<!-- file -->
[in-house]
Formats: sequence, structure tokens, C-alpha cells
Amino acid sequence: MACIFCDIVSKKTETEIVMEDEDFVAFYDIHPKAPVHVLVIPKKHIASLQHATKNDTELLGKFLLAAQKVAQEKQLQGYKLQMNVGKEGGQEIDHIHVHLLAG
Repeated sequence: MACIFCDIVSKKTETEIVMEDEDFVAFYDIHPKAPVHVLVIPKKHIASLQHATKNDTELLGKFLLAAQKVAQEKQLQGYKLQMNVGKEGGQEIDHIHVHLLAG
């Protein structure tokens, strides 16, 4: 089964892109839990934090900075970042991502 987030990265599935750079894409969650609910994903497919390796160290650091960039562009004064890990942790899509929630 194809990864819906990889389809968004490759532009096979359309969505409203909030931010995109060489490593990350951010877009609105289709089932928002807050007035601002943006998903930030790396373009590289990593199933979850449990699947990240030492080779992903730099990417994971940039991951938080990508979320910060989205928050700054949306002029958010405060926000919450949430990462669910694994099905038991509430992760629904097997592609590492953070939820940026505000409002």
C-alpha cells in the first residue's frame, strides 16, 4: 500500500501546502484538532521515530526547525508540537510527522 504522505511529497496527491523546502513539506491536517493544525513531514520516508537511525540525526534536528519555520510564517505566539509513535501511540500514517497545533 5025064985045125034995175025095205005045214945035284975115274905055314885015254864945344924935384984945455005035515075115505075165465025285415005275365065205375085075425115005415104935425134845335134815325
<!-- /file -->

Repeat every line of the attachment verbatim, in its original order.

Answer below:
[in-house]
Formats: sequence, structure tokens, C-alpha cells
Amino acid sequence: MACIFCDIVSKKTETEIVMEDEDFVAFYDIHPKAPVHVLVIPKKHIASLQHATKNDTELLGKFLLAAQKVAQEKQLQGYKLQMNVGKEGGQEIDHIHVHLLAG
Repeated sequence: MACIFCDIVSKKTETEIVMEDEDFVAFYDIHPKAPVHVLVIPKKHIASLQHATKNDTELLGKFLLAAQKVAQEKQLQGYKLQMNVGKEGGQEIDHIHVHLLAG
């Protein structure tokens, strides 16, 4: 089964892109839990934090900075970042991502 987030990265599935750079894409969650609910994903497919390796160290650091960039562009004064890990942790899509929630 194809990864819906990889389809968004490759532009096979359309969505409203909030931010995109060489490593990350951010877009609105289709089932928002807050007035601002943006998903930030790396373009590289990593199933979850449990699947990240030492080779992903730099990417994971940039991951938080990508979320910060989205928050700054949306002029958010405060926000919450949430990462669910694994099905038991509430992760629904097997592609590492953070939820940026505000409002």
C-alpha cells in the first residue's frame, strides 16, 4: 500500500501546502484538532521515530526547525508540537510527522 504522505511529497496527491523546502513539506491536517493544525513531514520516508537511525540525526534536528519555520510564517505566539509513535501511540500514517497545533 5025064985045125034995175025095205005045214945035284975115274905055314885015254864945344924935384984945455005035515075115505075165465025285415005275365065205375085075425115005415104935425134845335134815325